People exit from their businesses for a variety of reasons. Some people want to retire. Some with knowhow are offered a good price by a big corporation that wants to stay big.
Some want to sell non-core activities. Some are affected by recession, others by technological progress. In the tech industry, start-up founders hope to cash in after 3-4 years if they don’t crash out.
How does a company exit (via an M&A deal) at a good price? A corporate auction may sometimes double the starting price, but how does a seller company get to the best starting price in the first place? And what are potential buyers likely to look for in a typical business?
An exit strategy is needed. In this article we briefly discuss some factors for sellers and their advisors to check out ahead of any M&A/exit deal.
Prepare for the deal
There are a number of stages in any deal including the following. Prepare your objectives, reasons, information, advisors and the business itself. Identify candidates. Auction, woo and negotiate. Check the seller has finance in place. Execute the deal. Post deal integration.
What types of deal do you want?
There are many ways to cut the deal. Do you want a share sale? An asset purchase? A management buyout by existing management? A management buy-in by a new hungry but experienced team? Or a just an exclusive license or supply contract. Much will depend on tax, who is the stronger party and the overall circumstances – see below.
What are the seller’s reasons for selling?
The seller must have a plausible answer to this question. Opportunity to make a capital gain I(see above)? Forced to sell -bankruptcy, death or sickness? Retiring? Increased regulation? Increased competition or failing business? If the latter – is there a turnaround opportunity or an asset opportunity for the buyer?
What are the buyer’s reasons for buying?
Often, the buyer typically wants access to a new product or new technology. But not always. Other reasons for buying include access to new customers or sector, economies of scale, market dominance, turnaround opportunity, asset opportunity. But the buyer must do due diligence and be careful not to overspend.
What are the main methods of sale?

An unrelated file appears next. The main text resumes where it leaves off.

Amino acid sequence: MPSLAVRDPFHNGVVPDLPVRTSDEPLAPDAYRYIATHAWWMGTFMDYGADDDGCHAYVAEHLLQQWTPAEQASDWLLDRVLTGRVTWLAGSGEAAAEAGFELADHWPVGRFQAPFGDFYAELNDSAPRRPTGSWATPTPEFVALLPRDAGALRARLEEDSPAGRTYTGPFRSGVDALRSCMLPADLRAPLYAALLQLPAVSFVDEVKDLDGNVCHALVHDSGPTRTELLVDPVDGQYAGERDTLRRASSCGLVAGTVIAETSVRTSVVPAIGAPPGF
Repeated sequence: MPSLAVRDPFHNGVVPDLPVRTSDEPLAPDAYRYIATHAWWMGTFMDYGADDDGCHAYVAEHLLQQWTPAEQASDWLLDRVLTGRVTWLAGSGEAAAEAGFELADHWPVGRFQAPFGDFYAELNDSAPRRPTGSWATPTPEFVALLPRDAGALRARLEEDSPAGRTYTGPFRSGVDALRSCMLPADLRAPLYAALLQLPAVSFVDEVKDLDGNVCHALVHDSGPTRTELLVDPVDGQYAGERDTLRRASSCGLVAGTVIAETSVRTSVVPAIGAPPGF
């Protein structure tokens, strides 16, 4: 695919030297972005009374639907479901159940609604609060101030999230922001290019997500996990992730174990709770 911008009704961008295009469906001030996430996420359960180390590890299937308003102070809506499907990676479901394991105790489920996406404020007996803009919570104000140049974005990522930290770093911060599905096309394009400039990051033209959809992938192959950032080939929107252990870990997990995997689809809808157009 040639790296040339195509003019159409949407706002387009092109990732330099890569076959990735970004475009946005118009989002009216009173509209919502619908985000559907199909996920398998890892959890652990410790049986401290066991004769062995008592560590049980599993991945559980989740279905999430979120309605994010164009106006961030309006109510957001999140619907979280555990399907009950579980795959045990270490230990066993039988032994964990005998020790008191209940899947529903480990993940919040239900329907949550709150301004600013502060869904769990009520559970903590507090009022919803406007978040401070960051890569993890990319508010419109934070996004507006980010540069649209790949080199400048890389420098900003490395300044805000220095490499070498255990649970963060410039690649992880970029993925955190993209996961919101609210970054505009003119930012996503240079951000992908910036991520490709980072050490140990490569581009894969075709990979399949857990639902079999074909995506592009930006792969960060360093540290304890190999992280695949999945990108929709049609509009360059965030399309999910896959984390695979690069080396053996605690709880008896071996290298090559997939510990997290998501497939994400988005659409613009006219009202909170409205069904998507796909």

Methods of sale include a trade sale, financial sale, auction, IPO, exclusive license or supply, buy-out, buy-in.
Questions to ask before selling a business
Is this the right time? Is the business in good shape? Can profitability be reasonably enhanced? Careless cost-cutting may be spotted in due diligence. So may window dressing the financial statements – typical techniques not recommended include inflating inventory, “losing” supplier invoices, premature income recognition. Are personnel performing well? Are management performing well? Is the customer relations management system doing its job? Do you know the realistic value range of the business? Who will help sell the business? What will the key negotiation issues be- price and what else? Will you accept sale installments, typically linked to sales or performance milestones? Are you prepared to stay on to help ensure a smooth handover?
Have your business plan ready.
As Paul Simon sang, “Get a New Plan, Stan!” (50 Ways to Leave Your Lover).
Every business should have a business plan. Set goals. Have a strategy and time-table for achieving the goals. Share relevant parts with employees. For this, management needs to demonstrate leadership. Leadership means a longer term vision and entrepreneurial skills to make it all happen roughly to plan (mishaps happen along the way). Check intellectual property is patented or otherwise protected. Assess the market and your strategy for reaching the market. Identify unique selling points, points of competitive advantage e.g. niche product, trend or clientele. Check what the competition offers. List your competitors and why you think you are better. Improve your marketing e.g. branding, remove boring language, find someone or an organization to endorse your product or service. Make customers feel special – problem solving, educational material, first look at something new. Have past financials ready and a budget going 3 – 5 years into the future, reflecting your milestones (see above about vision). Predicting the future is difficult, but necessary to help identify relevant factors. What matters in particular are the assumptions made – they need to be listed and make sense. Review costs. Review cash flow needs and resources. Consider short term improvements e.g. renovate premises, renovate the website, finalize customer orders, get customers to pay, pay suppliers and other debts?
What about the tax side?
Sellers usually prefer a share sale. That way shareholders may pay just capital gains tax, 8, but they should check the situation in each country concerned. Employees in a share purchase or share option plan may in some cases just capital gains tax too. But the buyers typically prefer to buy the main assets of a company – which can result in tax both for the company and its shareholders.
Often buyers pay in installments. Sometimes buyers, especially those listed on a stock exchange, pay partly or entirely with their own stock (shares), not cash. There may even be a lock-up period after the deal to prevent large-scale sales into the market at one point in time and to let the buyer check what it bought. The timing of the resulting tax liability for each party must be checked. Are any stamp duties triggered (especially in the real estate sector)? What about VAT or sales tax? What about withholding tax? Detailed inquiry and advance planning is absolutely essential for both sides.
The transaction agreement will of course need to reflect all these tax aspects among many others. As always, consult experienced legal and tax advisors in each country at an early stage in specific cases.
If you have an exit candidate, contact us for help in finding potential buyers. And see M&A Propositions in the INAA Website.